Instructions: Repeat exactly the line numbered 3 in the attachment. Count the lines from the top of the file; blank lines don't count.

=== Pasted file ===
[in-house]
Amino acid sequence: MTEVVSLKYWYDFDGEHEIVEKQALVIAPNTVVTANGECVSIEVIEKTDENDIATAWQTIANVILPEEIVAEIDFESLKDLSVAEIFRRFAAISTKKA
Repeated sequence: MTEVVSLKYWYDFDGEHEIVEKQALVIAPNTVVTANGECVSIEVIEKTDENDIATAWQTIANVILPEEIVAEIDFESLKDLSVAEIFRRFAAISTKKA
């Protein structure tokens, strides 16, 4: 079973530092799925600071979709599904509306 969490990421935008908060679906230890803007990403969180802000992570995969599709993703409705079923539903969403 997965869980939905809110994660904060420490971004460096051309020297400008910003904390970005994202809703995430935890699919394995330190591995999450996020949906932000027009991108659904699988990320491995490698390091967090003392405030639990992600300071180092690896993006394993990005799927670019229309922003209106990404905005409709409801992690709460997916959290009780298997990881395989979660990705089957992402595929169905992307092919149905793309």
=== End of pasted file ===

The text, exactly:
Repeated sequence: MTEVVSLKYWYDFDGEHEIVEKQALVIAPNTVVTANGECVSIEVIEKTDENDIATAWQTIANVILPEEIVAEIDFESLKDLSVAEIFRRFAAISTKKA